As it was Dynaste bounced back from his King George flop to run out a cosy winner, staying on powerfully having looked in trouble turning in. With Benefficient going amiss and First Lieutenant not running this was an ordinary Grade 1 and he didn’t need to match his Betfair Chase second to win this. I believe he will be much better stepped up in trip and there’s definitely a feeling of what might have been regarding the Gold Cup. If the ground is quicker next year then I’d expect him to get done for toe if lining up again in this, (assuming there’s a better field), so 5/1 makes no appeal. By contrast 25/1 for the Gold Cup looks huge.
3 horses rated in the mid 150s chased Dynaste home and that looks a true reflection of the form. Rajdhani Express won the novices handicap last season and he’d been off since the Paddy Power in November. Only 7, he looks to be on the upgrade and with no Sprinter Sacre or Cue Card this time, he might be one for the Melling Chase at Aintree, (16/1 for the Ryanair).
The other one to take out of the race was Boston Bob, who was nursed round at the back over a trip that’s too short for him. He’s clearly had plenty of issues but has loads of ability and this should have done his confidence good. Willie Mullins is understandably looking at the 3m Grade 1 at Punchestown – though Boston Bob is in the National and if he were to win that I should be in the money in the Ten To Follow, so hopefully Willie will want to give it a go at Aintree!
There were plenty of good finishes during the week, but with 4 horses finishing within ¾l, the Pertemps Final was as good as any. Fingal Bay was a Grade 1 winner in a handicap (off 148) and despite smashing through the last just got up on the nod. Hopefully connections can keep him sound, and if so, there are plenty of good prizes to be won with him in graded company, with a switch back to fences another option.
Southfield Theatre was running off just 1lb lower and ran a blinder, for all he’d have probably been beaten comfortably if Fingal Bay had jumped the last fluently. This was great effort from the 6 year old and he looks a lovely staying novice chase prospect for next season.
Richard Newland is a master at improving horses acquired from other yards and having bought Pineau De Re out of Philip Fenton’s yard, the 11 year old ran a blinder here off 140, doing best of those held up. He’s in the National (off 143) and if he recovers from this in time, he’d be an interesting long shot for that.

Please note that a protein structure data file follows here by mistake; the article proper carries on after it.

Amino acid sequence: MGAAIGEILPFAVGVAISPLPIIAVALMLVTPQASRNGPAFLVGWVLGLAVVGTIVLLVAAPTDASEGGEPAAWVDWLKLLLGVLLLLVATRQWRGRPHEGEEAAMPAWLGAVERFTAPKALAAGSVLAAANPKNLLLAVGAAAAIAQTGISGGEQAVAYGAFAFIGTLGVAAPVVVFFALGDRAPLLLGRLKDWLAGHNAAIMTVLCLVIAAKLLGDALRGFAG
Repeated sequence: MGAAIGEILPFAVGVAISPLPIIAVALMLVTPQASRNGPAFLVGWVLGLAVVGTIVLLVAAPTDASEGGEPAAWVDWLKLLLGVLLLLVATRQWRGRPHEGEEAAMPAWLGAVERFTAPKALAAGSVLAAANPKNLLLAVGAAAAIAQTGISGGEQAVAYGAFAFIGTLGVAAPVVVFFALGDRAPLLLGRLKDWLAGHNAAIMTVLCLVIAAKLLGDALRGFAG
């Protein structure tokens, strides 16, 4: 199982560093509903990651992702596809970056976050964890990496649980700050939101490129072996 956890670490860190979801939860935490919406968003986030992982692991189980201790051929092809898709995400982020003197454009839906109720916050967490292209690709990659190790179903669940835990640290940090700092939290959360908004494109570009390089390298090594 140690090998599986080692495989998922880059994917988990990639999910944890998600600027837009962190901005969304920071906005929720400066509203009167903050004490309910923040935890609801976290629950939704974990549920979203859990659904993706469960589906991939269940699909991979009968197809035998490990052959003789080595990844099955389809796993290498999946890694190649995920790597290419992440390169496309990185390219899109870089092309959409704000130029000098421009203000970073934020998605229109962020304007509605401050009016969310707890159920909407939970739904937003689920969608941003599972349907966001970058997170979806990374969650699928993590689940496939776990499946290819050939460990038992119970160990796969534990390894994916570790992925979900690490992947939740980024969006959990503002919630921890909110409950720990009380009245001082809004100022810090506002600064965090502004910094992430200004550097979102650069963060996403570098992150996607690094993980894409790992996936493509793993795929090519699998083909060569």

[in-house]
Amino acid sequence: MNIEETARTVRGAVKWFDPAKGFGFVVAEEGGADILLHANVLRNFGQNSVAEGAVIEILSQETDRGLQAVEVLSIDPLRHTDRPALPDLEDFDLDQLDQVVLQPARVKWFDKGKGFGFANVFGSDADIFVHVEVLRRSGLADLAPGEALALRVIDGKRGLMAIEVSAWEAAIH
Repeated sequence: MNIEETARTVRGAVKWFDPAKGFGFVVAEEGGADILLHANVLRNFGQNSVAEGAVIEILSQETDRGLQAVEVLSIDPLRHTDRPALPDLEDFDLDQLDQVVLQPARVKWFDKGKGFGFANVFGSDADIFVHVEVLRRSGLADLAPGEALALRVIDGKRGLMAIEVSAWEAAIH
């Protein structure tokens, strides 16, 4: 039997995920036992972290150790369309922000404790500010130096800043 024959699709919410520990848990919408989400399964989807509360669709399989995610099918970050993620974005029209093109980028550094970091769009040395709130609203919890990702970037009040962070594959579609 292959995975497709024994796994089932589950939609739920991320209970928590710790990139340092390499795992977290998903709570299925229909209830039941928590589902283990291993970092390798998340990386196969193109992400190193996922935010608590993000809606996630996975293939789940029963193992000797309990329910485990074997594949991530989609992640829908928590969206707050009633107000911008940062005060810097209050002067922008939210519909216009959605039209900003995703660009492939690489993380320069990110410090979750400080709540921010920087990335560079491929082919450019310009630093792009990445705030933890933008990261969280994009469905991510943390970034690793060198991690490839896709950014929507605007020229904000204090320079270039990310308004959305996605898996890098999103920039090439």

If there was one handicap I wish I’d had a bet in this week it was the Byrne Group Plate. I’d put Ballynagour up for the Paddy Power in the autumn and with his bolt up, bomb out profile, an SP of 12/1 looked generous. He was on a going day here and spreadeagled the field off 140. He’s worth a try in a Grade 1 such as the Melling Chase at Aintree, although whether he’d take another race that quickly is open to question. He wouldn’t look out of place in a Ryanair field, though you never know what you’re going to get from him.
Colour Squadron ran a good race, finishing 6l clear of the remainder and was unlucky to run into a horse like Ballynagour here. He’s 0/8 over fences but he looks to be maturing and if the handicapper takes the view being beaten 8l doesn’t warrant much or any of a rise, he could easily be one for the Paddy Power in the autumn.
Jim Culloty hadn’t had a winner since Spring Heeled won in August, so there was a big question mark over the stable form coming into the Kim Muir, but the same horse delivered for him again. This was very much a case of jumping being the name of the game as he looked as if he’d get swallowed up by Cause Of Causes but Gordon Elliott’s horse belted the last and went down by a fast diminishing 1¾l.
The two pulled miles clear after there half a dozen in with a chance 2 out and it will be interesting to see how the handicapper reacts. The winner is 7 and the runner up 6 so you’d imagine there’s plenty of improvement in both of them, (each raced off 140 here). The winner might be one for the National further down the line.